Johnson’s willingness to say whatever will certainly be a strength against Starmer, as the Labour leader seems to have the opposite inclination. Starmer has used his party’s polling lead to abandon all of the party’s most popular policy positions. For instance, Labour is advocating (or has advocated in the past 12 months) for positions which are:

These positions are simultaneously:

So why have such bad politics? The answer, to many, seems obvious. They’re adopting these positions to appease their wealthy backers:

Johnson is in a more fortunate position than Starmer, in that backers are happy for him to say whatever, knowing full well he’ll weasel out of it further down the line. As such, we could see an election in which the Tories are superficially to the left of Labour on many positions.

Johnson v Starmer

Boris Johnson is currently the most popular Conservative in the country. However, being the most popular politician in an unpopular party is hardly a universal endorsement, and far more people dislike him than the reverse:

Johnson polling election

The threat to Labour is that Keir Starmer’s polling isn’t much better:

Notice that Starmer’s ‘fame’ score is less than Johnson’s, and his ‘neutral’ score is higher? That’s because fewer people know who he is or what he’s about. We’d argue his ‘popularity’ is also skewed by people not having a measure of him, and that a six-week election campaign will inevitably worsen his standing.

Starmer is repellant in every way imaginable. It’s not just that he has bad politics, a history of flip-flopping, and zero charisma; he also has a weird voice and the cold, dead eyes of a shark.

Obviously you shouldn’t judge a politician based on how much they sound like Kermit the Frog, but what is the public to judge him on? They can’t even go off the fact that he’s not a Tory, because he keeps on insisting he is one:

The issue for Labour isn’t that Johnson will rally millions of supporters; it’s that Johnson will secure the Tory faithful, and that the voters Labour need just won’t turn out.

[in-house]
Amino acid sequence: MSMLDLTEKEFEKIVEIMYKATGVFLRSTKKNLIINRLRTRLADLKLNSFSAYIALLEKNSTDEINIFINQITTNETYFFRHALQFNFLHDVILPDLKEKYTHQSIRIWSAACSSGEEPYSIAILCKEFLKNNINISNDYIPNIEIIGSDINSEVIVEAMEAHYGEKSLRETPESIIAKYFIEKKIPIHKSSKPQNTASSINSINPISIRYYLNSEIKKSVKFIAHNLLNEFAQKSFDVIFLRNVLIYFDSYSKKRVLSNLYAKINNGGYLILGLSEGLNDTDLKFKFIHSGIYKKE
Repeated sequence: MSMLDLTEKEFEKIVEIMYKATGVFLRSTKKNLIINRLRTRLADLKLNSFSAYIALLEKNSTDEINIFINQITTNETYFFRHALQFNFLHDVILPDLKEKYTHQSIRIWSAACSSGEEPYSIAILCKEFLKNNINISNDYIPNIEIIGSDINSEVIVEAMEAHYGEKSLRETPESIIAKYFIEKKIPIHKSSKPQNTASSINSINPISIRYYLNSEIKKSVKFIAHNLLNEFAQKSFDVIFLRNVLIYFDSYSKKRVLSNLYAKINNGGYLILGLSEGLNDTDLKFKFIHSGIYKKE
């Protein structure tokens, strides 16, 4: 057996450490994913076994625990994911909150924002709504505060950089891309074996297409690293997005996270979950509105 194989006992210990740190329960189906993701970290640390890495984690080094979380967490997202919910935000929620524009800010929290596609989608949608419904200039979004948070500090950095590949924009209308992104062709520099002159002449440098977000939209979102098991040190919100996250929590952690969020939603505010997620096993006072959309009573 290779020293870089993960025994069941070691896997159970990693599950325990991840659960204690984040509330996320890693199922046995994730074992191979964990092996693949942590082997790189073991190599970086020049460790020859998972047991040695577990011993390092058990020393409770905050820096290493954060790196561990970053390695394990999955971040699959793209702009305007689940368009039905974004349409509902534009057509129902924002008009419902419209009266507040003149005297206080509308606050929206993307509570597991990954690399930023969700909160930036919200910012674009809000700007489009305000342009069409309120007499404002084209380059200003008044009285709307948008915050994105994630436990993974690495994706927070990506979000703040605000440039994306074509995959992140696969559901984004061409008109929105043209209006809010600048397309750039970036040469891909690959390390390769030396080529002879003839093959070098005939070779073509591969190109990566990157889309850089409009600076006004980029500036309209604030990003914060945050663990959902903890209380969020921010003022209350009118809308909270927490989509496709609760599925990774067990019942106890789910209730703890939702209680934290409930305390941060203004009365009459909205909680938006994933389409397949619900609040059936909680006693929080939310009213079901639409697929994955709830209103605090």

This is a real worry, as Labour’s recent by-election successes haven’t been because far more people voted for them, but because far fewer voted Tory. Take it’s recent victory in Wellingborough, for example. Labour’s vote share did go up:

But the actual number of people voting Labour barely changed (and was significantly down on 2017):

This was in a by-election, certainly, but a by-election in which people clearly wanted to punish the government. The risk for Labour is that while many voters decide they can no-longer vote Tory, they simultaneously don’t vote Labour.

Throw in the wildcard that is Boris Johnson, and this election could end very differently than current polling predicts.

So can Johnson win?

Let’s not kid ourselves, the Tories are likely going to lose the next election. Even Nadine Dorries – Johnson’s biggest fan – can’t envision a world in which he flounces his way to victory. Labour is obviously much weaker than current polling suggests, however, and it’s been a long time since a British election panned out like polling suggested it would.

The following graph shows the spike that Jeremy Corbyn’s Labour achieved in the 2017 election (with the Tories/Labour finishing 42%/40%).

This is the election Johnson would want to replicate, and the way it happened was Corbyn offered a bright future in contrast to Theresa May’s never-ending gloom.

Obviously we don’t want to see Johnson win on a bullshit promise of change, but one upshot of such a campaign could be that it forced Starmer’s Labour to offer something other than re-heated austerity with a side dish of blaming the poor:

Johnson might not be the man leading the Tories in the next election, but at this point he seems a far more credible candidate than Rishi ‘oops-I-killed-the-party’ Sunak.

Featured image via Flickr – Number 10